Handwriting
1

Anyone who's ever tried to decipher a doctor's illegible handwriting on a prescription can empathize with researchers struggling to interpret the scrawl on an aged document. Before the computer, typewriter and printing press brought consistency to the written word, handwriting was the primary method of documenting most events in life. Public record keeping, personal documents, and nearly all other means of conveying detailed information, was thus subject to easy misinterpretation that is further exacerbated by a seemingly endless variety of handwriting styles used throughout history.


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Identical place names
2

One might imagine that an increased knowledge of geography would lead to fewer mistakes involving place names. Incredibly, the opposite is sometimes true, and can actually lead to the creation of additional errors.

If a researcher has no idea where Grand Rapids is, they'll be forced to do additional research and will learn that there are towns/cities by that name in several U.S. states -- including, Michigan, Minnesota, and Ohio. Those with a greater knowledge of geography can sometimes make the erroneous assumption that the town being referred to is Grand Rapids, Michigan, since it is the most widely-recognized of these.

Just about anyone with a rudimentary knowledge of geography can tell you that Miami is located in Florida. While that certainly is true, there are also towns with that same name in Indiana, Missouri, New Mexico, Oklahoma, and Texas.

Most folks will correctly inform you that Minneapolis and St. Paul are located in Minnesota. This is another accurate assertion, but fails to communicate the fact that both Minneapolis and St. Paul are also towns located in Kansas.

Other examples:
Brooklyn, Mississippi
Brooklyn, Ohio
Brooklyn, Washington
Hollywood, Arkansas
Hollywood, Alabama
Hollywood, Florida
Hollywood, Georgia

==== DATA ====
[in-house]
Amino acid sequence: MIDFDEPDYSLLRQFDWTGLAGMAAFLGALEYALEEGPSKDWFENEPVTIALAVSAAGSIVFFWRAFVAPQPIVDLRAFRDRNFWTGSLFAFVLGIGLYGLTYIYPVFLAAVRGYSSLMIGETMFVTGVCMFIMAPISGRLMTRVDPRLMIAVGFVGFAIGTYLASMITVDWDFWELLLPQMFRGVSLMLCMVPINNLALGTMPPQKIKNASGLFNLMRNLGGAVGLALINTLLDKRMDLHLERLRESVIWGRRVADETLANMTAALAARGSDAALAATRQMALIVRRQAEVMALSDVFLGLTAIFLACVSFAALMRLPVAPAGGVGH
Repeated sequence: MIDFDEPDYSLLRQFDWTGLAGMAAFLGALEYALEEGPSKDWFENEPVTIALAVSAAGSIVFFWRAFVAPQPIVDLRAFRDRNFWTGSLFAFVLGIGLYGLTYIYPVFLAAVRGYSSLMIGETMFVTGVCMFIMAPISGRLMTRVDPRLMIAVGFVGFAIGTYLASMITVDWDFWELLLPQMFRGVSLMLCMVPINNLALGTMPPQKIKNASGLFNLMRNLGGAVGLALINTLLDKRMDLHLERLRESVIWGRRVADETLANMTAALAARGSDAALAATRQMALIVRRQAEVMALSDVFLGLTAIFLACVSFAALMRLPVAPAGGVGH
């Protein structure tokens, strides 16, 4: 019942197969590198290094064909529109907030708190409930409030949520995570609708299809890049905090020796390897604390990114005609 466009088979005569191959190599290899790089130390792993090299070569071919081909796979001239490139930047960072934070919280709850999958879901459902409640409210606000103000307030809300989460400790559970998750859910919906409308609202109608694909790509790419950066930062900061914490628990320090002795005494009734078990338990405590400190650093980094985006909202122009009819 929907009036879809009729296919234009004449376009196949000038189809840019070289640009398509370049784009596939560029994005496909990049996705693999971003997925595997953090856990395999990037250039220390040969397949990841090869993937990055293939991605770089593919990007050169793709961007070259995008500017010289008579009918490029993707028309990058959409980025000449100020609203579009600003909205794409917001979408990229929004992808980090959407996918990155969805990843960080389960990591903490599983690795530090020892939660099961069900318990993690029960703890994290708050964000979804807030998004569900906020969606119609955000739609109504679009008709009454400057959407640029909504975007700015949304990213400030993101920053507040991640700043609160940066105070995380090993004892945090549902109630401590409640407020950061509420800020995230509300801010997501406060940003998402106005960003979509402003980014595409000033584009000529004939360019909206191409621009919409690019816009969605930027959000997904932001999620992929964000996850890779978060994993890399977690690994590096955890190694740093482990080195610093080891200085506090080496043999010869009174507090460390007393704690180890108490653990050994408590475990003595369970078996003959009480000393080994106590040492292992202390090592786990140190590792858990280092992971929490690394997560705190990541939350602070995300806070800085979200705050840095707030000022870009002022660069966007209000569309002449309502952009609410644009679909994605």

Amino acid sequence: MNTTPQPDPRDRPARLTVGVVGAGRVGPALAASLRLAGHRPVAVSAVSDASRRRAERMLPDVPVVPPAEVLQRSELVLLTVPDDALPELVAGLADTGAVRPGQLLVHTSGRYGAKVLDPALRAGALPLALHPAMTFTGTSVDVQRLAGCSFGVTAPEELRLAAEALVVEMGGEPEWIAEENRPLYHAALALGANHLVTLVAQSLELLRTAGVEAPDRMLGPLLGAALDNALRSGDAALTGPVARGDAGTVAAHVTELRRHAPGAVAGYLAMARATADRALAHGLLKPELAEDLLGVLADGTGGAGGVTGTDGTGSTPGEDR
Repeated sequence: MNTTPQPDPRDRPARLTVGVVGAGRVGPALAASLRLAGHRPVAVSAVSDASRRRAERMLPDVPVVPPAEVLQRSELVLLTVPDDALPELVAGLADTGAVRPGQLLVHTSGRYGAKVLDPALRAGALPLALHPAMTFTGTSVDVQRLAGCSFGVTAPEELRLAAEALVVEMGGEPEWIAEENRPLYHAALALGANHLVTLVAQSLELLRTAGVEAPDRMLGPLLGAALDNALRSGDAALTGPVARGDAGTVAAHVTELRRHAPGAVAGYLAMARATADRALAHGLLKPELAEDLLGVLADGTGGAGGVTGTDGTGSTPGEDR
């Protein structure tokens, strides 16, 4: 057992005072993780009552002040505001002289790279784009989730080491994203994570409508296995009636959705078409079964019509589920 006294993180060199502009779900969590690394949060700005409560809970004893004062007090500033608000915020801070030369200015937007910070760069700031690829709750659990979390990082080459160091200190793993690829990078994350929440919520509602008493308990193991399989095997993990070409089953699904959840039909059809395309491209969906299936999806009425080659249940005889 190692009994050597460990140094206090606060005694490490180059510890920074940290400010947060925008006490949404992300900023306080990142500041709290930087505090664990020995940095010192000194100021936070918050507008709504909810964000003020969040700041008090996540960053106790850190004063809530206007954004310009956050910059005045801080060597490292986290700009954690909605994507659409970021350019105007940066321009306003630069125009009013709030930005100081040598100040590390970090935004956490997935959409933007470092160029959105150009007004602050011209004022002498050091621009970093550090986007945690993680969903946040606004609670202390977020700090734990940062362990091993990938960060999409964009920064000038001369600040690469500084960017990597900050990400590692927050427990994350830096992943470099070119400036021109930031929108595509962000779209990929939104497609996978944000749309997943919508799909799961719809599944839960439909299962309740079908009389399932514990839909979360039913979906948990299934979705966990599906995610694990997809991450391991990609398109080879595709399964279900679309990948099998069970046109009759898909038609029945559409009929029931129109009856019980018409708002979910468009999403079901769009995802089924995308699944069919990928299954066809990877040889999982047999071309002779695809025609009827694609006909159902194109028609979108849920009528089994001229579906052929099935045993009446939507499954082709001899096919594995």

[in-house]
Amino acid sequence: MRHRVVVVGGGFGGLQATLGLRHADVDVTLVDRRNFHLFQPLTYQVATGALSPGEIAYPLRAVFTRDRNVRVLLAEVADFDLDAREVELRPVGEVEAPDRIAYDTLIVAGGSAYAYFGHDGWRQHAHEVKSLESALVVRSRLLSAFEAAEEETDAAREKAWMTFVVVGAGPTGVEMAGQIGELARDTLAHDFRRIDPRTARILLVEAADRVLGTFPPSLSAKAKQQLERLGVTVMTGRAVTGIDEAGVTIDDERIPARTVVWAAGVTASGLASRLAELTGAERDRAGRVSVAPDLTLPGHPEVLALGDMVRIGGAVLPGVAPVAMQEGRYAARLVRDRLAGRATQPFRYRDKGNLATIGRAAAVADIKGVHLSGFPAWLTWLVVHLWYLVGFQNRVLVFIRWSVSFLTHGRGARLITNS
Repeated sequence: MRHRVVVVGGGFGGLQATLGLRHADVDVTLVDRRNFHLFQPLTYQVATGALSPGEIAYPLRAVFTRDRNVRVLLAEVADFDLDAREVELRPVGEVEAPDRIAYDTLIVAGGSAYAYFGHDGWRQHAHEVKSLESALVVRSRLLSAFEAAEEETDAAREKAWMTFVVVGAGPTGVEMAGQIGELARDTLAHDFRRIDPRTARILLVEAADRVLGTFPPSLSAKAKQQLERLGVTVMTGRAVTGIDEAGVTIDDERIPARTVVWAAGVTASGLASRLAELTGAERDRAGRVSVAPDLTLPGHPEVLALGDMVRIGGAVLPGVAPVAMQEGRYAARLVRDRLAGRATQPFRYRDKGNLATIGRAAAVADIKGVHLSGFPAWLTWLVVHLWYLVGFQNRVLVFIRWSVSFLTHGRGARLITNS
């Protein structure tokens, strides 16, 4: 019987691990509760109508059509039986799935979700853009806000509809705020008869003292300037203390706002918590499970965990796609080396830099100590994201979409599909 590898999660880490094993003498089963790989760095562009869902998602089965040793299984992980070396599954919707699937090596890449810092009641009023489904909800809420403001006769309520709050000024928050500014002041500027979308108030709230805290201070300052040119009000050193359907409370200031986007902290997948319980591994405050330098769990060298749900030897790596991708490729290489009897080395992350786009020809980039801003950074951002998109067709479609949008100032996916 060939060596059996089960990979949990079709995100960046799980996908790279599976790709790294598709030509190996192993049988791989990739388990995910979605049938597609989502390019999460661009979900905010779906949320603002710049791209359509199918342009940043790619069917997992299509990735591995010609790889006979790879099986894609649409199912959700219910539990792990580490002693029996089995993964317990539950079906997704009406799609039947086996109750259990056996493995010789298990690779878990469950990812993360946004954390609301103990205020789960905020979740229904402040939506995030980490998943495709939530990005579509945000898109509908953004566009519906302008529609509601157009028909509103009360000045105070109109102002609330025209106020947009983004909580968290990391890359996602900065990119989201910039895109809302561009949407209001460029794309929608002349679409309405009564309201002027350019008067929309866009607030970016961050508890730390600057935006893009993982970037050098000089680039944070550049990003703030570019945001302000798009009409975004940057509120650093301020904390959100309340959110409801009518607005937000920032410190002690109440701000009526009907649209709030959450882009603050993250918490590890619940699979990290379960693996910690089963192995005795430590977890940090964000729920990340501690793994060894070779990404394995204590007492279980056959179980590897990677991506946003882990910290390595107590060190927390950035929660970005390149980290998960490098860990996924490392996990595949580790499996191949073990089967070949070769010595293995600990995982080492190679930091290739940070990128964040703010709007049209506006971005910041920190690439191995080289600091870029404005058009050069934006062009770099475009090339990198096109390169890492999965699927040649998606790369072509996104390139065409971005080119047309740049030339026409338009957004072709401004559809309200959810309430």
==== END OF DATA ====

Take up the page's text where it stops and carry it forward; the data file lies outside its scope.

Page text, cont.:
Hollywood, Louisiana
Little Rock, Iowa
Little Rock, Mississippi
Philadelphia, Louisiana
Provo, South Dakota

Inadequate research
3

This is one of the most obvious sources of errors around. Millions sit down every day to complete homework or write a report with just a single source of information at their fingertips. Even the utilization of multiple sources doesn't guarantee complete accuracy. This subject is discussed on our home page, but bears repeating:
Far too many people use the number of hits received from a simple Google search to determine the validity of information. They theorize that the greater the number of hits, the more accurate the information must be. What they fail to take into account is that many hits are simply the same erroneous data repeated by different sources. In many cases, this data may have originated from the same original flawed source information.

Contrary to popular belief, the sum total of human knowledge is not available on the free, searchable Web. There are literally billions of pieces of useful information hidden away in libraries and private collections that have never appeared on the Net. Yet many mistakenly believe that data must be in error if a Web search returns little or nothing. Conversely, a majority of sites or reference books reporting the same data does not necessarily mean it's accurate.


Lies
4

An incredible number of errors can be traced back to a simple, straightforward lie. Some of the most respected individuals in the world have been known to lie in an attempt to advance or save their careers, curry favor, or out of simple vanity.

The need for eternal youth is no more prevalent than in the world of entertainment. Publicists, managers, agents, and even the celebrities themselves alter their ages (along with other personal data) with alarming frequency. As infuriating as these lies are for researchers, the end result is "only" wasted time. But when scientists falsify scientific research or entire studies that are later published in top medical journals, the end result can be far more devastating than the above example.

In recent years, an increasing number of top doctors and scientists have been caught fabricating research data to obtain millions of dollars in government grant money, or merely to enhance their standing in the academic community. While several of these cases have received significant attention in the press, the prevalence of celebrities lying about their age, or background, far exceeds the number of scientific misconduct cases.